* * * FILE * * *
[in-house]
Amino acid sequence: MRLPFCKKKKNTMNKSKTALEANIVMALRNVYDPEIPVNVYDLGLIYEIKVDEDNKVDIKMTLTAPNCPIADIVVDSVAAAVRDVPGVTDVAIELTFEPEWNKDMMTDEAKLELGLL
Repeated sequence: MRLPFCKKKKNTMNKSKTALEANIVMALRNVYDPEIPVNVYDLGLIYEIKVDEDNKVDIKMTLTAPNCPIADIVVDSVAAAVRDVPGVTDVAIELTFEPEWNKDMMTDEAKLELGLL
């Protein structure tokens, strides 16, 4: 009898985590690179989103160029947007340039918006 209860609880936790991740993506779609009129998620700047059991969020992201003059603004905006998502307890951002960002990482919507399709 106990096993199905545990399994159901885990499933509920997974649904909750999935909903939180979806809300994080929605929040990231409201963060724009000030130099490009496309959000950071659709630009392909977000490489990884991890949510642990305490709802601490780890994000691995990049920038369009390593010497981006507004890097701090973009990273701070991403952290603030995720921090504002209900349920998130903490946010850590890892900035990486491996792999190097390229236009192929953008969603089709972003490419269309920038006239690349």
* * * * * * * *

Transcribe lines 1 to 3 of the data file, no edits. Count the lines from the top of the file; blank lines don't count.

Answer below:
[in-house]
Amino acid sequence: MRLPFCKKKKNTMNKSKTALEANIVMALRNVYDPEIPVNVYDLGLIYEIKVDEDNKVDIKMTLTAPNCPIADIVVDSVAAAVRDVPGVTDVAIELTFEPEWNKDMMTDEAKLELGLL
Repeated sequence: MRLPFCKKKKNTMNKSKTALEANIVMALRNVYDPEIPVNVYDLGLIYEIKVDEDNKVDIKMTLTAPNCPIADIVVDSVAAAVRDVPGVTDVAIELTFEPEWNKDMMTDEAKLELGLL